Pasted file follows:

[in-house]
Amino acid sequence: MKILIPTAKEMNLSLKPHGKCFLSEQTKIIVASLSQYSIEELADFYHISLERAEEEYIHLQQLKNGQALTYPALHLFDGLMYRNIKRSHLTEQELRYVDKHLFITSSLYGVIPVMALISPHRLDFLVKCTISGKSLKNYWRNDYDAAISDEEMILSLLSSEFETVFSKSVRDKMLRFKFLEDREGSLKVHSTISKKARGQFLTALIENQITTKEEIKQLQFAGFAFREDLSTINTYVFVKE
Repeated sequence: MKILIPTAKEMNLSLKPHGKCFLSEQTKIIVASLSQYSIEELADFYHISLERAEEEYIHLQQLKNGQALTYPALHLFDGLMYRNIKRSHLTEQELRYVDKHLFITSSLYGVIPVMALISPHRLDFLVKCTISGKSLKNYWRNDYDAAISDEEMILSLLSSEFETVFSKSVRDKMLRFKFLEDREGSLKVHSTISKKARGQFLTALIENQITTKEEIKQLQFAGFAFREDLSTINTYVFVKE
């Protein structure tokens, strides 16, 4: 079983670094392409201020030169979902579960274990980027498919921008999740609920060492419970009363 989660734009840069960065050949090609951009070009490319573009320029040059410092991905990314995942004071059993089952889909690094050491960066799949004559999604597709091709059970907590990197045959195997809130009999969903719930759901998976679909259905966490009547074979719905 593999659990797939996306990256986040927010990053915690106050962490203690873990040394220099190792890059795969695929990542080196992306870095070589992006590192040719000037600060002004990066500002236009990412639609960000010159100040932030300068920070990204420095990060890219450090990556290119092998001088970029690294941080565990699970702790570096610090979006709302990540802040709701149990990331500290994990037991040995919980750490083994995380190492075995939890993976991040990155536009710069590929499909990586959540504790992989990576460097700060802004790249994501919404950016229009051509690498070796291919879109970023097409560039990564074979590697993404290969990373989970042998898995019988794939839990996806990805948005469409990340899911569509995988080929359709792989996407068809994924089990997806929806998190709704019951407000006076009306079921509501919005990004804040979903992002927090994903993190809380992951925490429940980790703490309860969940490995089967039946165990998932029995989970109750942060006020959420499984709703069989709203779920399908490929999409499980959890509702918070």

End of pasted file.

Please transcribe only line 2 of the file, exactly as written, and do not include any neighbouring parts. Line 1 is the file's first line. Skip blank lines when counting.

Amino acid sequence: MKILIPTAKEMNLSLKPHGKCFLSEQTKIIVASLSQYSIEELADFYHISLERAEEEYIHLQQLKNGQALTYPALHLFDGLMYRNIKRSHLTEQELRYVDKHLFITSSLYGVIPVMALISPHRLDFLVKCTISGKSLKNYWRNDYDAAISDEEMILSLLSSEFETVFSKSVRDKMLRFKFLEDREGSLKVHSTISKKARGQFLTALIENQITTKEEIKQLQFAGFAFREDLSTINTYVFVKE